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  • Oral presentation
  • Open Access

A short-term, high fat diet impairs cardiac high energy phosphate metabolism, without change in cardiac function

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Journal of Cardiovascular Magnetic Resonance200911 (Suppl 1) :O72

  • Published:


  • Left Ventricular Function
  • Diastolic Function
  • Heart Failure Patient
  • Calorie Intake
  • Phosphate Metabolism


Heart failure patients have low cardiac phosphocreatine/ATP (PCr/ATP) ratios, which may be related to elevated circulating free fatty acids (FFAs).


We tested whether raising plasma FFAs, using diet, causes abnormalities in cardiac energetics or function.


Healthy males (n = 16, age 22 ± 1 years), recruited from the University of Oxford, were randomised to five days of a high fat diet (HFD) containing 75 ± 1% of calorie intake through fat consumption, or an isocaloric control diet, providing 23 ± 1% of calorie intake as fat. In a cross-over design, subjects undertook the alternate diet after a two week wash out period. Cardiac 31P magnetic resonance (MR) spectroscopy was performed to assess PCr/ATP before and after the diets. MR imaging and echocardiography were performed to assess left ventricular function.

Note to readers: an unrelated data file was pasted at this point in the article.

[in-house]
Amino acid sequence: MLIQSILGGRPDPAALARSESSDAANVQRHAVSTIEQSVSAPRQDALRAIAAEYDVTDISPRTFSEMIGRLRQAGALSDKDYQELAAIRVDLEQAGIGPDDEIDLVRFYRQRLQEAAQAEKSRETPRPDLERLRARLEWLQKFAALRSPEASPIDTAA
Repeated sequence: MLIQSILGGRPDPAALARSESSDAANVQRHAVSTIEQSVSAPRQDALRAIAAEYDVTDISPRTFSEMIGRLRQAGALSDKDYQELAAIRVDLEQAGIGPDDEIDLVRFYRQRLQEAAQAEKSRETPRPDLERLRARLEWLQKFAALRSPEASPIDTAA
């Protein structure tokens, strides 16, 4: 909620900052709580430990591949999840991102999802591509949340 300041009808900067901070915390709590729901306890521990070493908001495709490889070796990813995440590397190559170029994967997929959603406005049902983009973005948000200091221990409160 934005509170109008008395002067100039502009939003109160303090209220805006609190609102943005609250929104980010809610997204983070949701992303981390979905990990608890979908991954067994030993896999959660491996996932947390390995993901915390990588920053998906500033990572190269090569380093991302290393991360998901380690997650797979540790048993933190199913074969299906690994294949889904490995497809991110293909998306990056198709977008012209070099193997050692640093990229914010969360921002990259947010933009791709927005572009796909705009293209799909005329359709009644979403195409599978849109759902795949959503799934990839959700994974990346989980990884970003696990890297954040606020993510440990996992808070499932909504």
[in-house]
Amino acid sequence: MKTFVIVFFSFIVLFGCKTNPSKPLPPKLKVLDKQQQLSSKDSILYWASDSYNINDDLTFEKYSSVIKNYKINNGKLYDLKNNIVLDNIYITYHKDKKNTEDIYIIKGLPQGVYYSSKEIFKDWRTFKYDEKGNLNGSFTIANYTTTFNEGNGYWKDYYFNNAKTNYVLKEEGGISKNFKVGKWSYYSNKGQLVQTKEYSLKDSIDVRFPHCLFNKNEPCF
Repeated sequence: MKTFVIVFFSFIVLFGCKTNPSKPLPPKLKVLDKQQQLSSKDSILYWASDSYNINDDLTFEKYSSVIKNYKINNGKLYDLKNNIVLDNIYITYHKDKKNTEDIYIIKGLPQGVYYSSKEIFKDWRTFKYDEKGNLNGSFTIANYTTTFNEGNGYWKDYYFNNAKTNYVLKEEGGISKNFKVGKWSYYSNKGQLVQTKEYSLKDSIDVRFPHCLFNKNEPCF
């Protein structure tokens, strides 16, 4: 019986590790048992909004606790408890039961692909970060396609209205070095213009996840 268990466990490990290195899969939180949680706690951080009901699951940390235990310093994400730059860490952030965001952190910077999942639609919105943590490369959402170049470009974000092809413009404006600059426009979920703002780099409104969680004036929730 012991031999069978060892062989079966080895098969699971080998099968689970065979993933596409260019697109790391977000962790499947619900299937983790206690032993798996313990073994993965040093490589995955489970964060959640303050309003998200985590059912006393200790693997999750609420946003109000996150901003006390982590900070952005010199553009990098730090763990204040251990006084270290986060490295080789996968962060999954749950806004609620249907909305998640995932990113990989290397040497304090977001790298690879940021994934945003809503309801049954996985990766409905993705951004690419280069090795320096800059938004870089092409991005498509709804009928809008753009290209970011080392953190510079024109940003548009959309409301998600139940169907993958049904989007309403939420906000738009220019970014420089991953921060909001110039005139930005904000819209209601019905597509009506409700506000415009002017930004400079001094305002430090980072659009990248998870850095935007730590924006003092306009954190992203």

Subjects on the HFD had a two-fold elevation in plasma FFAs, 12% lower cardiac PCr/ATP with no change in cardiac systolic or diastolic function. Figure 1.

Figure 1


We have shown a short term, high fat diet raised plasma FFA concentrations, impaired myocardial energetics without effect on systolic or diastolic function. This suggests that high plasma FFAs may be detrimental for heart in normal subjects and shows a potential mechanism of impairment in heart failure patients.

Authors’ Affiliations

University of Oxford, Oxford, UK


© Holloway et al; licensee BioMed Central Ltd. 2009

This article is published under license to BioMed Central Ltd.